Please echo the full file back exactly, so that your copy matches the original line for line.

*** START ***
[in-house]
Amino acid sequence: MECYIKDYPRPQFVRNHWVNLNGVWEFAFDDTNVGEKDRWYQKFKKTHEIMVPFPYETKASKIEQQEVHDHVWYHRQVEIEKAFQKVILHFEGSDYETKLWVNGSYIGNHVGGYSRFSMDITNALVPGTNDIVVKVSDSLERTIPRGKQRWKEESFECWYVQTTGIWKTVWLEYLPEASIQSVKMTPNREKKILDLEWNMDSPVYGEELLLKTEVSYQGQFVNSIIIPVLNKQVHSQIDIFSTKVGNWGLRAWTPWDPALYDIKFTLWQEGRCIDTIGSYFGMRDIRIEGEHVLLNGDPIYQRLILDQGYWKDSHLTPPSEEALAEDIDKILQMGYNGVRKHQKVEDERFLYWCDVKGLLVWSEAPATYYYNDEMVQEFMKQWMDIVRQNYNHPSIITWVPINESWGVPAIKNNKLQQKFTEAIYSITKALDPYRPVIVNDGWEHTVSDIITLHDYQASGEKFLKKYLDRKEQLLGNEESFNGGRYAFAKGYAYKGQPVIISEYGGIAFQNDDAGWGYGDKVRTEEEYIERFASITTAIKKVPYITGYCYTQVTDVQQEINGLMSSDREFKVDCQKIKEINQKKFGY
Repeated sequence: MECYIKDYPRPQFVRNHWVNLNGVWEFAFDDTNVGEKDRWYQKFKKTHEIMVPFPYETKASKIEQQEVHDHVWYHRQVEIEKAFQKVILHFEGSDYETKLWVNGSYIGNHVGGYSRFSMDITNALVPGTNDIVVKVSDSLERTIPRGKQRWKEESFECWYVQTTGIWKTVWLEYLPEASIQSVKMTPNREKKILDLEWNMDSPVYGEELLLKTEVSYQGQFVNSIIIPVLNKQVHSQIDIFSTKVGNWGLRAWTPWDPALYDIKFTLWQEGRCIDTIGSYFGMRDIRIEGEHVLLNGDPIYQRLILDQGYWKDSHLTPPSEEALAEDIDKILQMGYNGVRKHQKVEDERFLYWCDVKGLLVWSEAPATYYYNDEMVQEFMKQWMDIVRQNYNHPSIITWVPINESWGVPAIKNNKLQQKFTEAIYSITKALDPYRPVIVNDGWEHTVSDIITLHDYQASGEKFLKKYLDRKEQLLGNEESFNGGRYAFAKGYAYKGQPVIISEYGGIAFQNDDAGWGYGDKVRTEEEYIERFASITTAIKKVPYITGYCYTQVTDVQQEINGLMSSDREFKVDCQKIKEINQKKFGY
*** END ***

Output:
[in-house]
Amino acid sequence: MECYIKDYPRPQFVRNHWVNLNGVWEFAFDDTNVGEKDRWYQKFKKTHEIMVPFPYETKASKIEQQEVHDHVWYHRQVEIEKAFQKVILHFEGSDYETKLWVNGSYIGNHVGGYSRFSMDITNALVPGTNDIVVKVSDSLERTIPRGKQRWKEESFECWYVQTTGIWKTVWLEYLPEASIQSVKMTPNREKKILDLEWNMDSPVYGEELLLKTEVSYQGQFVNSIIIPVLNKQVHSQIDIFSTKVGNWGLRAWTPWDPALYDIKFTLWQEGRCIDTIGSYFGMRDIRIEGEHVLLNGDPIYQRLILDQGYWKDSHLTPPSEEALAEDIDKILQMGYNGVRKHQKVEDERFLYWCDVKGLLVWSEAPATYYYNDEMVQEFMKQWMDIVRQNYNHPSIITWVPINESWGVPAIKNNKLQQKFTEAIYSITKALDPYRPVIVNDGWEHTVSDIITLHDYQASGEKFLKKYLDRKEQLLGNEESFNGGRYAFAKGYAYKGQPVIISEYGGIAFQNDDAGWGYGDKVRTEEEYIERFASITTAIKKVPYITGYCYTQVTDVQQEINGLMSSDREFKVDCQKIKEINQKKFGY
Repeated sequence: MECYIKDYPRPQFVRNHWVNLNGVWEFAFDDTNVGEKDRWYQKFKKTHEIMVPFPYETKASKIEQQEVHDHVWYHRQVEIEKAFQKVILHFEGSDYETKLWVNGSYIGNHVGGYSRFSMDITNALVPGTNDIVVKVSDSLERTIPRGKQRWKEESFECWYVQTTGIWKTVWLEYLPEASIQSVKMTPNREKKILDLEWNMDSPVYGEELLLKTEVSYQGQFVNSIIIPVLNKQVHSQIDIFSTKVGNWGLRAWTPWDPALYDIKFTLWQEGRCIDTIGSYFGMRDIRIEGEHVLLNGDPIYQRLILDQGYWKDSHLTPPSEEALAEDIDKILQMGYNGVRKHQKVEDERFLYWCDVKGLLVWSEAPATYYYNDEMVQEFMKQWMDIVRQNYNHPSIITWVPINESWGVPAIKNNKLQQKFTEAIYSITKALDPYRPVIVNDGWEHTVSDIITLHDYQASGEKFLKKYLDRKEQLLGNEESFNGGRYAFAKGYAYKGQPVIISEYGGIAFQNDDAGWGYGDKVRTEEEYIERFASITTAIKKVPYITGYCYTQVTDVQQEINGLMSSDREFKVDCQKIKEINQKKFGY